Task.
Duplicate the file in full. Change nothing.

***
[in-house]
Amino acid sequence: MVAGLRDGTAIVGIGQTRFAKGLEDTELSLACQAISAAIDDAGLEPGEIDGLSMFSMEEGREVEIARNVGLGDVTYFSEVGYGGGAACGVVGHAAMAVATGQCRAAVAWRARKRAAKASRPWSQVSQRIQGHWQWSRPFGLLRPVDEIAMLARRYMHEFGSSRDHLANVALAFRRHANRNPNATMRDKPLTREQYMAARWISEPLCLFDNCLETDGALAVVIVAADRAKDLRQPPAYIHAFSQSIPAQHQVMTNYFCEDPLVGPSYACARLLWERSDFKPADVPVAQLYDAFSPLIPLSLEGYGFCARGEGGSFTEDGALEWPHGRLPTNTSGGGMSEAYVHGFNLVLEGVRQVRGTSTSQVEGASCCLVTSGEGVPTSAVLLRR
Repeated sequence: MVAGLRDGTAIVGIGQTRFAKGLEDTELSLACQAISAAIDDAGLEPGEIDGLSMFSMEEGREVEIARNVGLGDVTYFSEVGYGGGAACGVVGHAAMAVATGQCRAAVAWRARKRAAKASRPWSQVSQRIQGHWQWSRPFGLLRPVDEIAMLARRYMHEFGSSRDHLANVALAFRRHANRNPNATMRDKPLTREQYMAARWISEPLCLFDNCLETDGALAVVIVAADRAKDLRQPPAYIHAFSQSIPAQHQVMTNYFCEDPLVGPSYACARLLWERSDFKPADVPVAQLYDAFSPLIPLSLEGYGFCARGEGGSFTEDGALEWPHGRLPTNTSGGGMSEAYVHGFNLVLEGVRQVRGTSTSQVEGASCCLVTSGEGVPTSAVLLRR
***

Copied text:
[in-house]
Amino acid sequence: MVAGLRDGTAIVGIGQTRFAKGLEDTELSLACQAISAAIDDAGLEPGEIDGLSMFSMEEGREVEIARNVGLGDVTYFSEVGYGGGAACGVVGHAAMAVATGQCRAAVAWRARKRAAKASRPWSQVSQRIQGHWQWSRPFGLLRPVDEIAMLARRYMHEFGSSRDHLANVALAFRRHANRNPNATMRDKPLTREQYMAARWISEPLCLFDNCLETDGALAVVIVAADRAKDLRQPPAYIHAFSQSIPAQHQVMTNYFCEDPLVGPSYACARLLWERSDFKPADVPVAQLYDAFSPLIPLSLEGYGFCARGEGGSFTEDGALEWPHGRLPTNTSGGGMSEAYVHGFNLVLEGVRQVRGTSTSQVEGASCCLVTSGEGVPTSAVLLRR
Repeated sequence: MVAGLRDGTAIVGIGQTRFAKGLEDTELSLACQAISAAIDDAGLEPGEIDGLSMFSMEEGREVEIARNVGLGDVTYFSEVGYGGGAACGVVGHAAMAVATGQCRAAVAWRARKRAAKASRPWSQVSQRIQGHWQWSRPFGLLRPVDEIAMLARRYMHEFGSSRDHLANVALAFRRHANRNPNATMRDKPLTREQYMAARWISEPLCLFDNCLETDGALAVVIVAADRAKDLRQPPAYIHAFSQSIPAQHQVMTNYFCEDPLVGPSYACARLLWERSDFKPADVPVAQLYDAFSPLIPLSLEGYGFCARGEGGSFTEDGALEWPHGRLPTNTSGGGMSEAYVHGFNLVLEGVRQVRGTSTSQVEGASCCLVTSGEGVPTSAVLLRR